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Personal Protective Equipment. Course Objectives  Perform workplace assessments  List criteria for selection  Explain proper use, care, and maintenance.

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Presentation on theme: "Personal Protective Equipment. Course Objectives  Perform workplace assessments  List criteria for selection  Explain proper use, care, and maintenance."— Presentation transcript:

1 Personal Protective Equipment

2 Course Objectives  Perform workplace assessments  List criteria for selection  Explain proper use, care, and maintenance  List training requirements  Explain documentation for OSHA compliance

3 We will not address:  Respiratory protection  Electrical devices  Bloodborne pathogens  Ergonomic concerns  Fall protection

4 Hierarchy of Controls Re-engineering

5 Hazardous Work Process Redesign or re-engineer the work process so as to eliminate the hazard.

6 Hazardous Substances Replace it with a less hazardous one or eliminate it altogether

7 Hierarchy of Controls Administrative

8 Administrative Assignment Administratively assign two or more personnel to the hazardous process or exposure thereby exposing them to acceptable levels based upon an 8 hour TWA

9 Hierarchy of Controls Personal Protective Equipment

10 PPE Control PPE should only be considered when engineering and administrative controls are unworkable or impractical.

11 Why?  Lack of or improper training  Misunderstanding of training  Improper fit  Improper care, cleaning and storage  Health factors  Non enforcement of PPE policies

12 PPE Assessment Areas

13 PPE Hazard Assessment Hazard Categories

14 Hazard categories  Impact (falling objects or potential for dropping objects)  Penetration  Compression  Chemical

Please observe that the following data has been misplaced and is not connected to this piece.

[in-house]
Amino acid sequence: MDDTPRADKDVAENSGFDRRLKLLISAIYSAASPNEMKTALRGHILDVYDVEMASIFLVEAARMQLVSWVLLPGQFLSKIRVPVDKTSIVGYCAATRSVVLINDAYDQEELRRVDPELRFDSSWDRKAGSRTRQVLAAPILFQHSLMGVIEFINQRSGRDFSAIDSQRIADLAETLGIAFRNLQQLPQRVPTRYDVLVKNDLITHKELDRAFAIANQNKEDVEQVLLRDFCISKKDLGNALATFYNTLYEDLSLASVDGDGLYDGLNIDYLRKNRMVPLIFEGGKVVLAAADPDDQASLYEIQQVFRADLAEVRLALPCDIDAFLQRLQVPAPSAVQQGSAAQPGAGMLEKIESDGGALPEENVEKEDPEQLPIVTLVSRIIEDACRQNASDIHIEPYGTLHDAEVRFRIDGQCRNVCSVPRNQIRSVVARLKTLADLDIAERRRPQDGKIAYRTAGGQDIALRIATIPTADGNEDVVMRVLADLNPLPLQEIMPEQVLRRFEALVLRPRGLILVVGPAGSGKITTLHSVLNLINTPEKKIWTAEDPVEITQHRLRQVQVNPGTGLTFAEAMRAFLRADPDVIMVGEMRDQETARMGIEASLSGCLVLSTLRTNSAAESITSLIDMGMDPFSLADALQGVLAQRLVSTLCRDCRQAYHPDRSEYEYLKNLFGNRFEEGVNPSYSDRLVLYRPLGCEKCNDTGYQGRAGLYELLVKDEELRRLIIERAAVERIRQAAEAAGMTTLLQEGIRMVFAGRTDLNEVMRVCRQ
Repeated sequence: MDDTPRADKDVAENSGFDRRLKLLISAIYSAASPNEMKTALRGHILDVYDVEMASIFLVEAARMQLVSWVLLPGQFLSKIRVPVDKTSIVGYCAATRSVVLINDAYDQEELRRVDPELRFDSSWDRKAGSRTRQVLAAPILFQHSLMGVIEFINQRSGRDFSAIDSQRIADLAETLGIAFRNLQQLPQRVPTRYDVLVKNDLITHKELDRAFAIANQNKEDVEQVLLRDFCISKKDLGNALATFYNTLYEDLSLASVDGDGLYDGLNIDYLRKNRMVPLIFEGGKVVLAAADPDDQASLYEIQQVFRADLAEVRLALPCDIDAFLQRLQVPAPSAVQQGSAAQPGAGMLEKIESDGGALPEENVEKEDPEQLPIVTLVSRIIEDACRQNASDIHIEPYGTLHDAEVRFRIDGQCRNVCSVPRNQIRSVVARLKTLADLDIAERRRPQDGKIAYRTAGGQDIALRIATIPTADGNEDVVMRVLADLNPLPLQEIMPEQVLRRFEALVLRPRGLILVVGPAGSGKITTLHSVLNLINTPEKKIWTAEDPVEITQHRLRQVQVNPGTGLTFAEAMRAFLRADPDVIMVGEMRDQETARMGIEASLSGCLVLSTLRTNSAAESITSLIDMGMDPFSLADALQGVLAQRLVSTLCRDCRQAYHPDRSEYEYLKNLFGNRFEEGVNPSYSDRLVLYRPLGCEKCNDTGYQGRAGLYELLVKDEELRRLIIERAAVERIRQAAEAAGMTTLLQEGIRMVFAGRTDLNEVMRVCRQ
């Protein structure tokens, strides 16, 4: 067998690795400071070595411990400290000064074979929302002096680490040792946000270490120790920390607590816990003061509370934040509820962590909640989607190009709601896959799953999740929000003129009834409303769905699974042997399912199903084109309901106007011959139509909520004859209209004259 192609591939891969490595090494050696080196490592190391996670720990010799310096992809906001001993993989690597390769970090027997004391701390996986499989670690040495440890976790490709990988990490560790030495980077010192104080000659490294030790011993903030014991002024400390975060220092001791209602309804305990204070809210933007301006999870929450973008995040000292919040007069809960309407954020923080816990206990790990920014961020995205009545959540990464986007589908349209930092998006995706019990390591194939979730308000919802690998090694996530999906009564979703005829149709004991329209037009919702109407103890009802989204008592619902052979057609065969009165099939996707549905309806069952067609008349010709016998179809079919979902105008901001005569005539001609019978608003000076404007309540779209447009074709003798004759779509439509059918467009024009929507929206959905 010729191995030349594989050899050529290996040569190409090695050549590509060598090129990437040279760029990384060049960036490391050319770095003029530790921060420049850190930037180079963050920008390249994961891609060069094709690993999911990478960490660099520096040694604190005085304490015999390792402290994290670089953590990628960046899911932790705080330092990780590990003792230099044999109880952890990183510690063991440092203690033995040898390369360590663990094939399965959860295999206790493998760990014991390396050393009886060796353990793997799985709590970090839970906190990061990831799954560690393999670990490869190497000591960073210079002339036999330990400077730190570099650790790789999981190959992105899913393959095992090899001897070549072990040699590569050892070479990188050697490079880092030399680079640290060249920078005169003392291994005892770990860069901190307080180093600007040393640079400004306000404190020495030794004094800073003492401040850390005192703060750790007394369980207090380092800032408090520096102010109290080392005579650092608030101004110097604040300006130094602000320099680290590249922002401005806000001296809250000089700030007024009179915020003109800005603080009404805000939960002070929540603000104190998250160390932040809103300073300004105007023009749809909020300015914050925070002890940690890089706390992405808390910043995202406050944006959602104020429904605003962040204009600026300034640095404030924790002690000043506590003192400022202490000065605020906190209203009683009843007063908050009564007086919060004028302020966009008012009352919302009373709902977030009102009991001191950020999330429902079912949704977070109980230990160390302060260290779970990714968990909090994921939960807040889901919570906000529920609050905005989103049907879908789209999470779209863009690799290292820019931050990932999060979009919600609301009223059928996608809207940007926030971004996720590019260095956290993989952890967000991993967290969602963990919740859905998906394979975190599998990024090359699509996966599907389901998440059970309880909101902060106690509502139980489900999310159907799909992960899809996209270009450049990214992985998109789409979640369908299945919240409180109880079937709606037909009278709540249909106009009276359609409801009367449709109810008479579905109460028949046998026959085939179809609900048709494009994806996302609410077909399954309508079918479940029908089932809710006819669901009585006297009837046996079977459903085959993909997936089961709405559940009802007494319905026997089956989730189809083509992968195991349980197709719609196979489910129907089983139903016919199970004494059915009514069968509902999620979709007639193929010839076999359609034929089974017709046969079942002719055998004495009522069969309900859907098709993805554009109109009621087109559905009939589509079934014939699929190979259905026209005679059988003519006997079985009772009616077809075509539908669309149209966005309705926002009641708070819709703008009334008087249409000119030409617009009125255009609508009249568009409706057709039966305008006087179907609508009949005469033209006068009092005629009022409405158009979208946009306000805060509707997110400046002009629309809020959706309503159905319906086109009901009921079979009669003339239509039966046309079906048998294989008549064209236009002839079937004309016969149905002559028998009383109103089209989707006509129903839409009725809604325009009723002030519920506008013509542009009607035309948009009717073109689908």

15 Hazard categories continued  Heat/cold  Abrasion  Harmful dust  Light (optical) radiation

16 Head Protection

17  Penetrability  Electrical Protection  Construction  Materials  Labeling  Flammability

18 Types of Head Protection  Type 1 - Helmets have full brims  Type 2 - Helmets have peak but no brim  Class G - Reduce impact, low voltage electrical protection  Class E - Reduce impact, high voltage electrical protection  Class C - Reduce impact, no electrical protection

19 Helmet Labeling Helmets must be labeled as follows: Manufacturer’s Name ANSI Z89.1 - 2003 Class C, G, and E

20 Helmet Selection Criteria Degree of hazard Type of hazard Chemicals to which the helmet might be exposed Electrical hazards Protective devices that may be attached Any other job or site specific hazard

21 Conditions to Avoid  Wearing backwards without reason  Wearing backwards without reversing suspension  Wearing unapproved headgear underneath  Painting the helmet  Altering suspension or shell

22 Inspection  Before use  After served their purpose  Check suspension  Check shell for cracks, dents or breaks

23 Maintenance  Clean with mild detergent and clean water  No solvents  Discard if shell is defective  Replace suspension if defective

24 Eye and Face Protection